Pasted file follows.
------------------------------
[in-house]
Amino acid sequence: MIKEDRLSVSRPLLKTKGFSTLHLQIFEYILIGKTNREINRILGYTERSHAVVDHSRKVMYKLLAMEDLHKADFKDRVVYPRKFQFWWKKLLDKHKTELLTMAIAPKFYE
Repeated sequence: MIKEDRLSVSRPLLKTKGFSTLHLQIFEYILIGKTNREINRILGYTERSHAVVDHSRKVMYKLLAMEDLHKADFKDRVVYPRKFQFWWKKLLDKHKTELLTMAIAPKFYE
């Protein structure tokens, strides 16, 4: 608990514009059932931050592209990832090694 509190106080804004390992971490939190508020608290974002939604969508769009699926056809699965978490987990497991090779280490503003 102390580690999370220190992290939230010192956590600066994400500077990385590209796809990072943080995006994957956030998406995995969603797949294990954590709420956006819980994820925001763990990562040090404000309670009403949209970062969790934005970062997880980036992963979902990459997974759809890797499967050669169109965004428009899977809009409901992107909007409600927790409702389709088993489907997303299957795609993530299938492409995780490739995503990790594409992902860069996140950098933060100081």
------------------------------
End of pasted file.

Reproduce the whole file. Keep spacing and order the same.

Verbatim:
[in-house]
Amino acid sequence: MIKEDRLSVSRPLLKTKGFSTLHLQIFEYILIGKTNREINRILGYTERSHAVVDHSRKVMYKLLAMEDLHKADFKDRVVYPRKFQFWWKKLLDKHKTELLTMAIAPKFYE
Repeated sequence: MIKEDRLSVSRPLLKTKGFSTLHLQIFEYILIGKTNREINRILGYTERSHAVVDHSRKVMYKLLAMEDLHKADFKDRVVYPRKFQFWWKKLLDKHKTELLTMAIAPKFYE
């Protein structure tokens, strides 16, 4: 608990514009059932931050592209990832090694 509190106080804004390992971490939190508020608290974002939604969508769009699926056809699965978490987990497991090779280490503003 102390580690999370220190992290939230010192956590600066994400500077990385590209796809990072943080995006994957956030998406995995969603797949294990954590709420956006819980994820925001763990990562040090404000309670009403949209970062969790934005970062997880980036992963979902990459997974759809890797499967050669169109965004428009899977809009409901992107909007409600927790409702389709088993489907997303299957795609993530299938492409995780490739995503990790594409992902860069996140950098933060100081």